- Euro hits three-year high vs dollar at $1.25
- Sterling goes to highest in six months vs euro
- U.S. administration's Ross hints at action against China
- European shares flat after Tokyo's Nikkei drops over 1 percent
- Wall Street helped higher by weaker dollar, Cat earnings
- Brent oil tops $71 a barrel for first time since 2014
- Dollar on course for biggest ever monthly fall vs yuan
The euro tore past $1.25 and its highest in three years on Thursday, after the European Central Bank showed little more than minor discomfort about the currency’s hottest run in nearly four years.
Concerns about U.S. protectionism kept the dollar weak after its worst day in six months, but it was the signals – or lack of – from the ECB after it first meeting of 2018 that sent the euro bulls charging again.
The currency had already broken above $1.24 for the first time since late 2014, but as ECB chief Mario Draghi kept comments restricted to the side-effects of volatility rather than the outright surge, it soared past $1.25.
“No central bank likes (currency) volatility but there was no specific concern about the level of the euro,” said Marie-Anne Allier, Head of Euro Fixed Income at Amundi.
“For the moment, we stick to the view of an end of (ECB) QE in September and the first rate hike in the first semester of 2019.”
The euro eventually ran out of steam as Draghi then said there was little chance of an ECB rate rise this year. It sagged back to just under $1.25 though a sell-off in bond markets remained firmly in motion.
The yield on 10-year German government bonds, the benchmark for the euro bloc, hit a 6-month high at 0.56 percent and Southern European bond yields unwound earlier falls. That also pushed U.S. Treasury yields to the cusp of 2.67 percent.
Stock markets squirmed amid the gyrations too.
Wall Street’s main markets opened higher, helped by the dollar’s broad weakness and the latest flurry of big-name company earnings.
They included 3M, digger maker Caterpillar, which saw its sales surge 35 percent, and computer chip giant Intel.
The euro’s strength left the pan-European STOXX 600 struggling again though as Germany’s exporter-heavy DAX went back 0.6 percent, France’s CAC slipped 0.3 percent and London’s FTSE turned red too.
As well as the euro’s $1.25 milestone, sterling had hit a new post Brexit vote high against the dollar of $1.4250 and had also climbed to its highest in six months against the euro before the ECB’s shake up.
“Certain movements in the exchange rates to the extent that are justified by the strengthening of the economy are a part of nature. It’s a fact of nature,” Draghi said during the central bank’s post-meeting news conference.
“So the issue is whether these other movements in the exchange rate… whether that has an effect on our inflation path.”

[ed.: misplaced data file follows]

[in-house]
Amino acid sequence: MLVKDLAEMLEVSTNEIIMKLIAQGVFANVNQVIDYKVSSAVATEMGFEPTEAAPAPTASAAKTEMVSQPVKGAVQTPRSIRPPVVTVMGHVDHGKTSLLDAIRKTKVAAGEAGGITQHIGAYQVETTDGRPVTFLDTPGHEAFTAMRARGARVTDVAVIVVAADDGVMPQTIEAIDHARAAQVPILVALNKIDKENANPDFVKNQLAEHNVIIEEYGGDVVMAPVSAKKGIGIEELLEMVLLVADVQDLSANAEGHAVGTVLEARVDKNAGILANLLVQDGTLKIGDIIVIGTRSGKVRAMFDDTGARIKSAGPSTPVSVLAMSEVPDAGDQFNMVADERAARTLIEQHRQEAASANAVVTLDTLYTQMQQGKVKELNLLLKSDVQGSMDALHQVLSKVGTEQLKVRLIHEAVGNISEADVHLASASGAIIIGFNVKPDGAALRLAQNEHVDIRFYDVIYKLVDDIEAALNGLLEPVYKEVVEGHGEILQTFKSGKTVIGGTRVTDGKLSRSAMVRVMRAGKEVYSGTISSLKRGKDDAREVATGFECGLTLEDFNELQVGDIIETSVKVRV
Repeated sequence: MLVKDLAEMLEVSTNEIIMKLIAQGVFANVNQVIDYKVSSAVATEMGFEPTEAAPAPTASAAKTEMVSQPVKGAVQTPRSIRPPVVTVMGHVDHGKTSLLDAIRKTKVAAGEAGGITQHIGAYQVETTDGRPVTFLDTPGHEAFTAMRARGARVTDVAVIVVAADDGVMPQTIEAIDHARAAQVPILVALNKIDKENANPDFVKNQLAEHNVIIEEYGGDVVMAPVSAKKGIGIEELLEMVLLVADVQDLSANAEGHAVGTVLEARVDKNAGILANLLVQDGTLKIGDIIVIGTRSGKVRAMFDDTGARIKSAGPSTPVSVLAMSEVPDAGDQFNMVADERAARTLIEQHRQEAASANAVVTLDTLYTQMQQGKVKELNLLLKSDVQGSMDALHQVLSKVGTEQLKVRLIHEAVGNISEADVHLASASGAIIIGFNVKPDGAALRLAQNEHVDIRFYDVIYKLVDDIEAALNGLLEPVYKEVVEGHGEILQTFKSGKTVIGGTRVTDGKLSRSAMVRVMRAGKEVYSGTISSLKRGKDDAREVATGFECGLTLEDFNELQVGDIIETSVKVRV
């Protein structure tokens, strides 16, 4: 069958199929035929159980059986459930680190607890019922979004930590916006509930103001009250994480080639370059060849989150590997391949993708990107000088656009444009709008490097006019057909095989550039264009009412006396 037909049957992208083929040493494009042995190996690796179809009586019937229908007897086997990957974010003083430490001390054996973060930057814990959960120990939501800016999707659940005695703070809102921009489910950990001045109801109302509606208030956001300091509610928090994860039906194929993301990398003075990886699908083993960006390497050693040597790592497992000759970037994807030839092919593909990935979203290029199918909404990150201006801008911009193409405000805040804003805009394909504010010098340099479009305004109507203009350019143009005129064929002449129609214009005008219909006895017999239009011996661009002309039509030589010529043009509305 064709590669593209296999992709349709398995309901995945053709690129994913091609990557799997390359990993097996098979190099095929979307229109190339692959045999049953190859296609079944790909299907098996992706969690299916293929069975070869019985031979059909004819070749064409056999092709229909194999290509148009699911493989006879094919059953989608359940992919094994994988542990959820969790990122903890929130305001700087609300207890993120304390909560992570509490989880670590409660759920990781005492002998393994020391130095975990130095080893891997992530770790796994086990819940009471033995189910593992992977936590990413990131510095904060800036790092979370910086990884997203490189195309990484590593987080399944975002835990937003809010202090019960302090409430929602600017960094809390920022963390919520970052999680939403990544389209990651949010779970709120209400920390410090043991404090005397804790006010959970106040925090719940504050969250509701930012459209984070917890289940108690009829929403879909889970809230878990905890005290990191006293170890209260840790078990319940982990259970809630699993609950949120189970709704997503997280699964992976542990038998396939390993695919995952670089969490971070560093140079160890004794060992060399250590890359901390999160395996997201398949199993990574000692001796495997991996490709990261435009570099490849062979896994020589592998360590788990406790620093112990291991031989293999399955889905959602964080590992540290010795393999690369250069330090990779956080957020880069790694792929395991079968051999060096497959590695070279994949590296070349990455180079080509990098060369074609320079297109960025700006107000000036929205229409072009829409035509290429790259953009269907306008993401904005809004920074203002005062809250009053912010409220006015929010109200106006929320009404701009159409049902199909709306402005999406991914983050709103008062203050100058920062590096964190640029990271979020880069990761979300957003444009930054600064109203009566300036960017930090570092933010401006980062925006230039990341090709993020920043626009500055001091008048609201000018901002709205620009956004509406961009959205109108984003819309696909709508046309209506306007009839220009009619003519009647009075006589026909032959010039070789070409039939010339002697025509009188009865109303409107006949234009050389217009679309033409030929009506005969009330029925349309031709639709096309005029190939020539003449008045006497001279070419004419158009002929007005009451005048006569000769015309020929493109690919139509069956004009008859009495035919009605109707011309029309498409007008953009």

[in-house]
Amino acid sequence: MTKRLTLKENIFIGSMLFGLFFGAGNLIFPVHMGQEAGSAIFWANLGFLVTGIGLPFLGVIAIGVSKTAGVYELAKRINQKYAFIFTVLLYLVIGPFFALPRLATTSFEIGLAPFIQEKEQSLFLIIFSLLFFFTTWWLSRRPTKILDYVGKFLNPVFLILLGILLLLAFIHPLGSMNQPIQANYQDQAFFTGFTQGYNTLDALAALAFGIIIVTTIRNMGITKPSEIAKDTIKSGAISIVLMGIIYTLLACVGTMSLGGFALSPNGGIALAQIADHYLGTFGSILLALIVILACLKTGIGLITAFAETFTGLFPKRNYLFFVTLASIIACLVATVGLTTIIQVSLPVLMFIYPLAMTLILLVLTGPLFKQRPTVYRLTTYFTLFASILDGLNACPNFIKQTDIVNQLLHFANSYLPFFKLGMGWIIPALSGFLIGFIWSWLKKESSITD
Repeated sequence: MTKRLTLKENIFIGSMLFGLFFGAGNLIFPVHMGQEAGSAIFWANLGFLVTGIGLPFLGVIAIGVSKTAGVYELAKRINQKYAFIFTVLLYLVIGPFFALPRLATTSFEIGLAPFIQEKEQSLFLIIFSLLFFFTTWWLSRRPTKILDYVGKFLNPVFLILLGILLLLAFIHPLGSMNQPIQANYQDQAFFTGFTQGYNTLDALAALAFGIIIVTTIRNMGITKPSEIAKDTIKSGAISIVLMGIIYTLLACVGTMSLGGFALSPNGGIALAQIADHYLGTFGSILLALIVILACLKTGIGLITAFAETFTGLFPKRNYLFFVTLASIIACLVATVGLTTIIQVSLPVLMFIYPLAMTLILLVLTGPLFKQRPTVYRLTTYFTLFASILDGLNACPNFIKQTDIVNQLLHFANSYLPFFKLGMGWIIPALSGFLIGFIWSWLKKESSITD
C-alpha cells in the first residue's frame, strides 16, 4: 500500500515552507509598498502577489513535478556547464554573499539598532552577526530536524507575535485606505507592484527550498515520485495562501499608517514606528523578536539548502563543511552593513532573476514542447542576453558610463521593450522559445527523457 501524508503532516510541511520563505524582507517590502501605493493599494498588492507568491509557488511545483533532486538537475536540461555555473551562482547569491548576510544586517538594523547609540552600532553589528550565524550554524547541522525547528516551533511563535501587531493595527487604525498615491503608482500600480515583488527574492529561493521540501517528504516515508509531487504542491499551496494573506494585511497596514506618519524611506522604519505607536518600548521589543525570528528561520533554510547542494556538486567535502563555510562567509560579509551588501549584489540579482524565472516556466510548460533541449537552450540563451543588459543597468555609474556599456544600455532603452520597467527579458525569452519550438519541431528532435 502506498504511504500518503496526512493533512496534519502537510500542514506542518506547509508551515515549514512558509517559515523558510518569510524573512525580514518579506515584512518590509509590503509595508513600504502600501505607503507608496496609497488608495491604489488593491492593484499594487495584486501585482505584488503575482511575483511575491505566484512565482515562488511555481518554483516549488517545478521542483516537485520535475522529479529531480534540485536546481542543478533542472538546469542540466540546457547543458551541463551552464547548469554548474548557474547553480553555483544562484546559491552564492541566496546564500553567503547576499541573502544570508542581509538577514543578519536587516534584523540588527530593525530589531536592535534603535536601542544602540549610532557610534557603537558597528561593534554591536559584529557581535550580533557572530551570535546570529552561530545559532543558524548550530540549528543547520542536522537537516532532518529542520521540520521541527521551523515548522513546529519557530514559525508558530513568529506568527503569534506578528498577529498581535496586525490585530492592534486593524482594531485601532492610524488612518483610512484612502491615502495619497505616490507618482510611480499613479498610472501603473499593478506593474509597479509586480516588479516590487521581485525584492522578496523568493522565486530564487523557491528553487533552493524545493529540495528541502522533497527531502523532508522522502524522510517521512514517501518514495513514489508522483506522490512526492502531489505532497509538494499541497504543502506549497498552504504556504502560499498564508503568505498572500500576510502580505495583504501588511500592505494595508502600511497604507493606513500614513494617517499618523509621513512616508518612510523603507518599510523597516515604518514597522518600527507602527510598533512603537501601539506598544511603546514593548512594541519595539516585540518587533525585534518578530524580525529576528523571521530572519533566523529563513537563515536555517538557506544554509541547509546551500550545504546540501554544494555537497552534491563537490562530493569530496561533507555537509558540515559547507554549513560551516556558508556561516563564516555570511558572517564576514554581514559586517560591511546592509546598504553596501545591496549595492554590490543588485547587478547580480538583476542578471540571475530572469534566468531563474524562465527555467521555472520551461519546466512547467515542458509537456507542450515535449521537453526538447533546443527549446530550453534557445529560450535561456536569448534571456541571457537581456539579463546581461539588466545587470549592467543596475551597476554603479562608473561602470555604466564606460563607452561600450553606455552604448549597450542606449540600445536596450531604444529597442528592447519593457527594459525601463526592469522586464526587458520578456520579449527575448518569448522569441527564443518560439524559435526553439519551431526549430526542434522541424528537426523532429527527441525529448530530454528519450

TRADE WAR GAMES?
Oil prices, a major driver of inflation, added to all the speculation of higher global interest rates as Brent crude hit $71 per barrel for the first time since 2014.
Asian trading overnight meanwhile had been a mixed bag, with many of the moves driven by the weakening of the dollar.
MSCI’s broadest index of Asia-Pacific shares outside Japan touched an all-time peak for the ninth session in a row, but Tokyo’s Nikkei fell 1.1 percent, hit by the yen’s latest jump against the greenback.
Wall Street’s rise though meant the MSCI ACWI , the index provider’s broadest gauge of the world’s stock markets, consolidated its 6.5 percent gains for the month.
A Reuters poll of over 500 economists also showed the global economy is expected to grow at the fastest pace since 2010.
The upbeat mood, however, has come up against renewed fears of protectionism by the United States after President Donald Trump’s decision to impose steep import tariffs on washing machines and solar panels earlier in the week.
U.S. Commerce Secretary Wilbur Ross hinted at other measures against China too on Wednesday, saying at the annual Davos meeting that Washington was investigating whether there was a case for taking action over China’s infringements of intellectual property.
Trump is scheduled to speak in Davos later. “Our economy is now booming and with all I am doing, will only get better…Our country is finally WINNING again!” Trump tweeted.
He was choppering into to the Swiss Alpine town a day after U.S. Treasury Secretary Steven Mnuchin made a major departure from traditional U.S. currency policy, saying “obviously a weaker dollar is good for us as it relates to trade and opportunities.”
Analysts say they cannot remember any U.S. Treasury Secretary openly embracing a cheaper dollar, at least in the last two decades or so.
“I was speculating the Trump administration may roll out something with fanfare given its big delegation to Davos,” said Masayuki Kichikawa, chief macro strategist at Sumitomo Mitsui Asset Management.
“I’d think the real aim of Mnuchin’s comments on the dollar is not so much engineering a weaker dollar per se as putting pressure on trading partners to do some trade deals with the administration,” he added.
The dollar’s index against a basket of six major currencies tumbled to a three-year low of 88.529 in the wake of the ECB. It has fallen almost two percent so far this week.
The dollar had also slipped to as far as 108.63 yen, its lowest since mid-September, and to its weakest against the Chinese yuan since November 2015. It is on course for its biggest monthly fall against the yuan.
“They (the U.S. administration) can either have tariffs with the rest of the world or do it organically through a nice depreciation of the dollar,” said JP Morgan Asset Management’s chief European markets strategist Karen Ward.